ESCAPE Park Models

For people who love park model homes, but want a little more space and amenities, the ESCAPE Park Model & Modular Homes have been making waves with articles in the Wall Street Journal and favorable comments from HGTV, the Huffington Post and Bob Vila. A small size, beautiful wood details and mobile abilities are included in these tidy, little packages.

Escape-interior2

Each ESCAPE is built on a wheeled chassis in the USA, and comes in various sizes and configurations including the Tiny Home, the King, Classic, Family and Studio. The basic ESCAPE Tiny Home is 288 square feet and features a tiny bedroom, a living and kitchen area and a full bath. This model starts at $57,400. There is also a two-bedroom version in 396 square feet. Amenities include bevel cedar siding, 30 year composite shingles, pine walls, ceilings and trim, 30 gallon water heaters, Energy Star appliances, vaulted ceilings and the ability to be off-grid. Each of the Escape models are on wheels, but can be placed on various foundations including gravel, concrete pads and concrete blocks.

Escape-interior

Escape-window-wall Escape-bedroom

All the ESCAPE versions include built-in storage, options for fireplaces and washers and dryers and the larger Tiny Home Deluxe, King, Classic, Family Standard, Family King and Studio all have versatile screened and roofed porches that can also be used for sleeping, dining or a greenhouse. The Studio can be adapted to be ADA accessible and the ESCAPE company even offers furniture, appliance and financing packages.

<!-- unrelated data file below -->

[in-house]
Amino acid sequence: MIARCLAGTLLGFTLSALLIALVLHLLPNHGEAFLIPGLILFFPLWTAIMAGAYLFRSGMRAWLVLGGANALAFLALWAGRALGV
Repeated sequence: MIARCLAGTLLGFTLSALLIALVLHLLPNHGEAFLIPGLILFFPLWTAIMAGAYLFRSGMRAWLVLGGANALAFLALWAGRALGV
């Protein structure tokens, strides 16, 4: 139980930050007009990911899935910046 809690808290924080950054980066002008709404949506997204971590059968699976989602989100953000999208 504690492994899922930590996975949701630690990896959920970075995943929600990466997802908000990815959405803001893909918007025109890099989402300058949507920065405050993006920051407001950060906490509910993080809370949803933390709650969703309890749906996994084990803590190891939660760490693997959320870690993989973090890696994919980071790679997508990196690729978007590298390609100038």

Escape-porch

Two unique options that separate the ESCAPE from other park models are the panoramic windows that can be integrated into the rooms—making them seem larger than they are. Smaller, privacy windows are also available for use in bedrooms and bathrooms.

Escape-Classic

ESCAPE-tinyhouse

ESCAPE-tinyhouse-deluxe

Escape-back

Photos shown are the ESCAPE Classic “Limited” model and are courtesy of ESCAPE Park Models

 

By Christina Nellemann for the [Tiny House Blog]

Does That House Come With Free Shipping

71Z0JZGAX1LThe landscape of America is to this day dotted with pre-fabricated houses, kit cabins, modular units, and other “instant” houses. It has long been the American ideal to build ones own house but the reality has become in the last century that not all are able to do so be it for reasons of honest ineptitude, lack of desire, lack of time, and basic lack of skill. During the 1920s though (immediately following The Immigration Act of 1924) and just prior to the Great Depression men who were on the bottom of the corporate ladder but had a small amount of money and a huge desire to build a home here in America enabled “instant” homes to skyrocket in both popularity and sales. One of the companies that profited from this early DIY-esque building boom was the Ray H. Bennett Lumber Company of North Tonawanda, New York.